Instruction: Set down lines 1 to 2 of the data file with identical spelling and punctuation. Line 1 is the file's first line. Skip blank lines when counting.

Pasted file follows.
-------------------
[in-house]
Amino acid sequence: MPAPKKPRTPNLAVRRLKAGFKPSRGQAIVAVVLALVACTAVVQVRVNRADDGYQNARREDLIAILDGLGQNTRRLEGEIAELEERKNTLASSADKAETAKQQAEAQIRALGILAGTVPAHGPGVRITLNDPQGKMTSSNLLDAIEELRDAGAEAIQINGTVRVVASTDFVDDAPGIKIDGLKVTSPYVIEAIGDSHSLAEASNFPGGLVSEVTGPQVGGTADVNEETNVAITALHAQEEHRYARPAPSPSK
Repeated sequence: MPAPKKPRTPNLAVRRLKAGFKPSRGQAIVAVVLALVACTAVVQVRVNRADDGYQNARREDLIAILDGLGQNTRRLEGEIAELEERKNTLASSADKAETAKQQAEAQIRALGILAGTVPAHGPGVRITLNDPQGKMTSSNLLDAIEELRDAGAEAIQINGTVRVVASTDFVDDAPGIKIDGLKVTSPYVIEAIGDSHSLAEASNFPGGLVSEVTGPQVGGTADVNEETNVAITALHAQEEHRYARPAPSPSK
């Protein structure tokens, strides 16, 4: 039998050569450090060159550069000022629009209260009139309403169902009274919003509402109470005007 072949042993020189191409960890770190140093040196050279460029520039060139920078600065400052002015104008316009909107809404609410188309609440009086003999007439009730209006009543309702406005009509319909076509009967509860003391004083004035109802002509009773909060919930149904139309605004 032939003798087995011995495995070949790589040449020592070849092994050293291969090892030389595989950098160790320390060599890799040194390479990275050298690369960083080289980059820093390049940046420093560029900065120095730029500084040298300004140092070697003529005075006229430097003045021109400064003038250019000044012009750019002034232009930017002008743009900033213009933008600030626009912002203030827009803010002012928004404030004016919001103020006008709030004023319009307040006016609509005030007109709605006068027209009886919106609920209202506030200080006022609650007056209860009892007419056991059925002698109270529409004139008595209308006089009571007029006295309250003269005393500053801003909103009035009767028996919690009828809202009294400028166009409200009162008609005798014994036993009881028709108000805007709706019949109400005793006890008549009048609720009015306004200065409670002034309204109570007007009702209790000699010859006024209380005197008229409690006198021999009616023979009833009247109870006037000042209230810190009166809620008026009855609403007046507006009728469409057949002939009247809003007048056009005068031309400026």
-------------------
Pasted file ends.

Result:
[in-house]
Amino acid sequence: MPAPKKPRTPNLAVRRLKAGFKPSRGQAIVAVVLALVACTAVVQVRVNRADDGYQNARREDLIAILDGLGQNTRRLEGEIAELEERKNTLASSADKAETAKQQAEAQIRALGILAGTVPAHGPGVRITLNDPQGKMTSSNLLDAIEELRDAGAEAIQINGTVRVVASTDFVDDAPGIKIDGLKVTSPYVIEAIGDSHSLAEASNFPGGLVSEVTGPQVGGTADVNEETNVAITALHAQEEHRYARPAPSPSK